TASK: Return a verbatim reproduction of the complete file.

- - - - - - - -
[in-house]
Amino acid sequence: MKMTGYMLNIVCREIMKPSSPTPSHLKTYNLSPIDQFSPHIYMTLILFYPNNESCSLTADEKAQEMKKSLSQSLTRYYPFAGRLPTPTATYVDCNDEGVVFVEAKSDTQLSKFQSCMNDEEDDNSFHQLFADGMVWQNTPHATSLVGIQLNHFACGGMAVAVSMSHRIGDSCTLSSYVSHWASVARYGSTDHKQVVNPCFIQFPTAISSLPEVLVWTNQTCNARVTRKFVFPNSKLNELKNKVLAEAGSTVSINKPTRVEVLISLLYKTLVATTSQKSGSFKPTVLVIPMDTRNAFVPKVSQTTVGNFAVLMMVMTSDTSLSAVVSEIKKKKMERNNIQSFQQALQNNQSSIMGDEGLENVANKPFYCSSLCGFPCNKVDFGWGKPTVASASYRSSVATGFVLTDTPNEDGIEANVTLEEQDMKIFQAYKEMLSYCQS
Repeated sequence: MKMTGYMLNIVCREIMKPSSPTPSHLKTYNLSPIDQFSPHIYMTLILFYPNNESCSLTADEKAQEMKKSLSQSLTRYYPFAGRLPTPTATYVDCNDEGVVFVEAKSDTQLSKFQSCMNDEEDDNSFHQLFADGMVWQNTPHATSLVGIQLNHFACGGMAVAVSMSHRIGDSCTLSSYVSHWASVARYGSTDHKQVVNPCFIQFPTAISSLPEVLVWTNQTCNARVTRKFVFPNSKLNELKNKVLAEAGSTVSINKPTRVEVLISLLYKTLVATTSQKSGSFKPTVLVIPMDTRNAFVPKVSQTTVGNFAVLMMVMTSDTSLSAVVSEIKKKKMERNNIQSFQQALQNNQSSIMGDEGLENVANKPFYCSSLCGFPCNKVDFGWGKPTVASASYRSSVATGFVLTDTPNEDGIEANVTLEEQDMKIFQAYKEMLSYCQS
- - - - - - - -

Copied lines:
[in-house]
Amino acid sequence: MKMTGYMLNIVCREIMKPSSPTPSHLKTYNLSPIDQFSPHIYMTLILFYPNNESCSLTADEKAQEMKKSLSQSLTRYYPFAGRLPTPTATYVDCNDEGVVFVEAKSDTQLSKFQSCMNDEEDDNSFHQLFADGMVWQNTPHATSLVGIQLNHFACGGMAVAVSMSHRIGDSCTLSSYVSHWASVARYGSTDHKQVVNPCFIQFPTAISSLPEVLVWTNQTCNARVTRKFVFPNSKLNELKNKVLAEAGSTVSINKPTRVEVLISLLYKTLVATTSQKSGSFKPTVLVIPMDTRNAFVPKVSQTTVGNFAVLMMVMTSDTSLSAVVSEIKKKKMERNNIQSFQQALQNNQSSIMGDEGLENVANKPFYCSSLCGFPCNKVDFGWGKPTVASASYRSSVATGFVLTDTPNEDGIEANVTLEEQDMKIFQAYKEMLSYCQS
Repeated sequence: MKMTGYMLNIVCREIMKPSSPTPSHLKTYNLSPIDQFSPHIYMTLILFYPNNESCSLTADEKAQEMKKSLSQSLTRYYPFAGRLPTPTATYVDCNDEGVVFVEAKSDTQLSKFQSCMNDEEDDNSFHQLFADGMVWQNTPHATSLVGIQLNHFACGGMAVAVSMSHRIGDSCTLSSYVSHWASVARYGSTDHKQVVNPCFIQFPTAISSLPEVLVWTNQTCNARVTRKFVFPNSKLNELKNKVLAEAGSTVSINKPTRVEVLISLLYKTLVATTSQKSGSFKPTVLVIPMDTRNAFVPKVSQTTVGNFAVLMMVMTSDTSLSAVVSEIKKKKMERNNIQSFQQALQNNQSSIMGDEGLENVANKPFYCSSLCGFPCNKVDFGWGKPTVASASYRSSVATGFVLTDTPNEDGIEANVTLEEQDMKIFQAYKEMLSYCQS